From the completion of The World is Everything tour in 2007 there was great anticipation of David Sylvian’s next vocal project. Sketchy details surfaced of earlier studio sessions with members of the experimental improvisation group Polwechsel, and a release date in autumn 2008 was mooted – but the year closed without any news.
The following March it was announced on David’s official website that preparations were underway for the release of a new album entitled Manafon, described as ‘a powerfully bold, uncompromising work.’ Still the waiting went on, with a September 2009 release finally confirmed and, a few weeks ahead of that, a new web-site launched for the forthcoming album. There, immediately available, was a video for the opening track, ‘Small Metal Gods’. After all the expectation there was new work to digest. Continue reading “Small Metal Gods”
‘A completely different approach and feel’
It seems that there were certain aspects of being in a band that David Sylvian felt liberated from after Japan split up, but there were others that he missed almost immediately when setting out as a solo artist.
In 1986, just after the release of his second solo album Gone to Earth, he explained that his desire for musicians from a jazz background to perform on his records ‘came out of the frustration of working within a band like Japan which was studio-bound. Nothing was improvised except in rehearsals when you are putting the track together. Going into the studio everything was well prepared and you really knew what you were doing, and it was only a matter of sound you were working with. So, when Japan split up I wanted to get into something that had a bit more life to it, a bit more spontaneity to it.’ Continue reading “Red Earth (as summertime ends)”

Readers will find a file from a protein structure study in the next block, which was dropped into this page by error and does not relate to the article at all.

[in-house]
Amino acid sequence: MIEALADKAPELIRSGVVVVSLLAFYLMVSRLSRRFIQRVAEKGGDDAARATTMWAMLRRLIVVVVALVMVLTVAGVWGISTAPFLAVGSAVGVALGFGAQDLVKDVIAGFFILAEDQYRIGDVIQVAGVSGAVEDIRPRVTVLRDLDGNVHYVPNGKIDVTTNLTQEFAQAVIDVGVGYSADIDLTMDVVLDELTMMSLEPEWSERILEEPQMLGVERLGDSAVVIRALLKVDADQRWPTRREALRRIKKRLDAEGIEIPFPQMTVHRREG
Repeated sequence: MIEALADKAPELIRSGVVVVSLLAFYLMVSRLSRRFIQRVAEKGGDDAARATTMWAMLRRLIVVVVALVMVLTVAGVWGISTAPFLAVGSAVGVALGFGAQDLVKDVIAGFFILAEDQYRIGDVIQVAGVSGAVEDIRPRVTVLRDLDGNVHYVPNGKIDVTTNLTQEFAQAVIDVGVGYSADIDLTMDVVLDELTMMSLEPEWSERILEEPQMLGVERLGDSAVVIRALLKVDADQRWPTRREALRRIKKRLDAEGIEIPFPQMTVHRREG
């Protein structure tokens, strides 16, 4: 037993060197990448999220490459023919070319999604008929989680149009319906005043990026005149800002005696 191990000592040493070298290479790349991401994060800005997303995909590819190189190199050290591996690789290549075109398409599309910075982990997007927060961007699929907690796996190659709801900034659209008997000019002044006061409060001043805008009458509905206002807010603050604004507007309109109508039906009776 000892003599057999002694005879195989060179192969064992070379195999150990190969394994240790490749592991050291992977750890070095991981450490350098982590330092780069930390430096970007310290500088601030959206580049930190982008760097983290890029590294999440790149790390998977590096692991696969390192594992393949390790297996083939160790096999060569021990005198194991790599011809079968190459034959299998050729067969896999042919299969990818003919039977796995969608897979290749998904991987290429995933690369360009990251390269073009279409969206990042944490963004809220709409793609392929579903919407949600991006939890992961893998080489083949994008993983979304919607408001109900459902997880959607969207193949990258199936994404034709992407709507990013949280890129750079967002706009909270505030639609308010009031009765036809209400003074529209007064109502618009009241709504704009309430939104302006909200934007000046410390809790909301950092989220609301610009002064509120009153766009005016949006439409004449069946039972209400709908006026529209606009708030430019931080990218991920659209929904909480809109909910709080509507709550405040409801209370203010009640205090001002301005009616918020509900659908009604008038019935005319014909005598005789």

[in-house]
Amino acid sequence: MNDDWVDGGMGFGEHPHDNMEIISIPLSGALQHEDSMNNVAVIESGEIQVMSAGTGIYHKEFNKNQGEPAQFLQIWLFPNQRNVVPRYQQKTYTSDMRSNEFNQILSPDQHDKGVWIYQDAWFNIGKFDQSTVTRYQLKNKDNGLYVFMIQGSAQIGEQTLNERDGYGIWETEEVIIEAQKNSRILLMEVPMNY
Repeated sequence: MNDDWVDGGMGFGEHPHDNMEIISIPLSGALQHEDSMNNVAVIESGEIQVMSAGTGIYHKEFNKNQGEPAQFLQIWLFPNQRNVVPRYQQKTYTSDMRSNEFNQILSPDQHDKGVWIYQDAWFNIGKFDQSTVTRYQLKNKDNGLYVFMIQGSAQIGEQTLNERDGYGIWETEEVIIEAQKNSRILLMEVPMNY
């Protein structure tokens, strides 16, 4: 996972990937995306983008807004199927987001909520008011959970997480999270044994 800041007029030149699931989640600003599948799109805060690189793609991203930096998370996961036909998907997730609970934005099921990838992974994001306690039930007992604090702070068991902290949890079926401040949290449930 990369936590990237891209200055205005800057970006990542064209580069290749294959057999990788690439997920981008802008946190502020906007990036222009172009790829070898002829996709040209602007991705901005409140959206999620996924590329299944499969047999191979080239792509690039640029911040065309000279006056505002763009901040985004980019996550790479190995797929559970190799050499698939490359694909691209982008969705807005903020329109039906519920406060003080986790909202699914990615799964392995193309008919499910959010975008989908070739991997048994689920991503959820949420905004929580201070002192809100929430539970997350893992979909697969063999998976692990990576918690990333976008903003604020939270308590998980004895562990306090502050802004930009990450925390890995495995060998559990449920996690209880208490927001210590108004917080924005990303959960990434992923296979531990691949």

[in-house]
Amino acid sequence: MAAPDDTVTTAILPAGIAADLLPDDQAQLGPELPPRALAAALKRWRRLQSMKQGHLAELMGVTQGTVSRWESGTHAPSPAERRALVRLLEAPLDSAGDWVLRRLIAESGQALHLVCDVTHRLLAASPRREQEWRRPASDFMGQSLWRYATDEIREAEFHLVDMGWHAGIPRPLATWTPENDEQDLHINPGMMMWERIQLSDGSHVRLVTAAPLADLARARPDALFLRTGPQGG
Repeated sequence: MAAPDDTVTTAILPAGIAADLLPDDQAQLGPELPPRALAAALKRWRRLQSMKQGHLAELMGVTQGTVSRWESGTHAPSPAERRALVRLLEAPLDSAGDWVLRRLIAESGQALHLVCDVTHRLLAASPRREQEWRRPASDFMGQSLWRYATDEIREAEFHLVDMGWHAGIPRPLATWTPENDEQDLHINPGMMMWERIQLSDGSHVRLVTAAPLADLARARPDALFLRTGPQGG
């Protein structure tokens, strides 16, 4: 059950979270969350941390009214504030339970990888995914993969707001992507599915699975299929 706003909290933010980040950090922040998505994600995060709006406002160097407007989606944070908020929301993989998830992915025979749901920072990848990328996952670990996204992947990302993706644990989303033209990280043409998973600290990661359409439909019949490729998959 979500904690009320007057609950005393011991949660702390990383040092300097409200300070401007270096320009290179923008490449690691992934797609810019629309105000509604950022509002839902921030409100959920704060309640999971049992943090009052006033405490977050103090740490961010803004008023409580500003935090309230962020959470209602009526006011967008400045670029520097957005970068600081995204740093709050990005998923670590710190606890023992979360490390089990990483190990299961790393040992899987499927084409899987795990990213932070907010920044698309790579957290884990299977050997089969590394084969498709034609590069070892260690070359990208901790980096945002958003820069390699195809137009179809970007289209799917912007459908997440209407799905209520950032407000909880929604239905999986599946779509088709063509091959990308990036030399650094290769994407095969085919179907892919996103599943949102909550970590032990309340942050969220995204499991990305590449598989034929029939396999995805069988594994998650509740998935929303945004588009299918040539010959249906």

The Uncommon Deities audio-visual installation heralded the start of David Sylvian’s creative input to the 2011 Punkt Festival in Kristiansand, Norway, where he was artist in residence. Invited by Punkt founders Erik Honoré and Jan Bang, Sylvian’s initial intention had been to re-stage an audio installation that he had provided for the Biennial of Canaries on Gran Canaria two years earlier. However, he saw the opportunity to bring together various creative threads to concoct a truly immersive experience for the first night of the festival. Continue reading “The God of Silence”
Steve Jansen was a part of samadhisound from the start. He helped to develop the new label’s studio after David Sylvian relocated from California to the mountains of New Hampshire. Together the brothers explored the possibilities of the latest recording technology, and in 2002 they began to fashion compositions that would ultimately be part of the Nine Horses release. Steve even relocated for a year with his family to the remote former ashram site that was now home to Sylvian, his wife Ingrid Chavez and their children. As Sylvian took a six week break to record Blemish, Jansen turned his attentions to evolving material for a debut release under his own name. Continue reading “Playground Martyrs”
Brief airy atmospherics and then immediately, the voice.
‘Running like a horse between the trees
The ground beneath my feet
Gives me something to hold onto’
‘Laughter and Forgetting’ picks up from the theme of the song ‘Brilliant Trees’, here though the joy and optimism are more unreserved. ‘Brilliant Trees’ captures the faltering of conventional religious faith, yet transforming love is found in another’s eyes. In ‘Laughter and Forgetting’ the sense of loss is not so acute as Sylvian again uses imagery from nature to express a joie de vivre that I find uplifting and infectious. Continue reading “Laughter and Forgetting”